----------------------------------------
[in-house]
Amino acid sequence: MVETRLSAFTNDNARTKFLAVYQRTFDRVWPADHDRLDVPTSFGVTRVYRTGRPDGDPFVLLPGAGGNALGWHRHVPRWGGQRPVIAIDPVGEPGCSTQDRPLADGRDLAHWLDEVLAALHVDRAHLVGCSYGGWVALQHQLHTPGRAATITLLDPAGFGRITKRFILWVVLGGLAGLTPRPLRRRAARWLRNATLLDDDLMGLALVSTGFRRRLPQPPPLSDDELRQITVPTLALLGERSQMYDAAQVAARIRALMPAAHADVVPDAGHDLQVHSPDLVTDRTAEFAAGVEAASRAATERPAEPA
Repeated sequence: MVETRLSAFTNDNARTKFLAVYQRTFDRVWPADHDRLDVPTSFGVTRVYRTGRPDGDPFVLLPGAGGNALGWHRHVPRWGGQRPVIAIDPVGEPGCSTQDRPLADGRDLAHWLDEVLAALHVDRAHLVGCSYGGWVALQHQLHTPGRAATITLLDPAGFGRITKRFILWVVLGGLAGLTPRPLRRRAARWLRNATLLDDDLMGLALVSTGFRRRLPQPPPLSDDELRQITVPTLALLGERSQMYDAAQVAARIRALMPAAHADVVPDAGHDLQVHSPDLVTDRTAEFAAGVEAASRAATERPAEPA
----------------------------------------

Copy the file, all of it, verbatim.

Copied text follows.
[in-house]
Amino acid sequence: MVETRLSAFTNDNARTKFLAVYQRTFDRVWPADHDRLDVPTSFGVTRVYRTGRPDGDPFVLLPGAGGNALGWHRHVPRWGGQRPVIAIDPVGEPGCSTQDRPLADGRDLAHWLDEVLAALHVDRAHLVGCSYGGWVALQHQLHTPGRAATITLLDPAGFGRITKRFILWVVLGGLAGLTPRPLRRRAARWLRNATLLDDDLMGLALVSTGFRRRLPQPPPLSDDELRQITVPTLALLGERSQMYDAAQVAARIRALMPAAHADVVPDAGHDLQVHSPDLVTDRTAEFAAGVEAASRAATERPAEPA
Repeated sequence: MVETRLSAFTNDNARTKFLAVYQRTFDRVWPADHDRLDVPTSFGVTRVYRTGRPDGDPFVLLPGAGGNALGWHRHVPRWGGQRPVIAIDPVGEPGCSTQDRPLADGRDLAHWLDEVLAALHVDRAHLVGCSYGGWVALQHQLHTPGRAATITLLDPAGFGRITKRFILWVVLGGLAGLTPRPLRRRAARWLRNATLLDDDLMGLALVSTGFRRRLPQPPPLSDDELRQITVPTLALLGERSQMYDAAQVAARIRALMPAAHADVVPDAGHDLQVHSPDLVTDRTAEFAAGVEAASRAATERPAEPA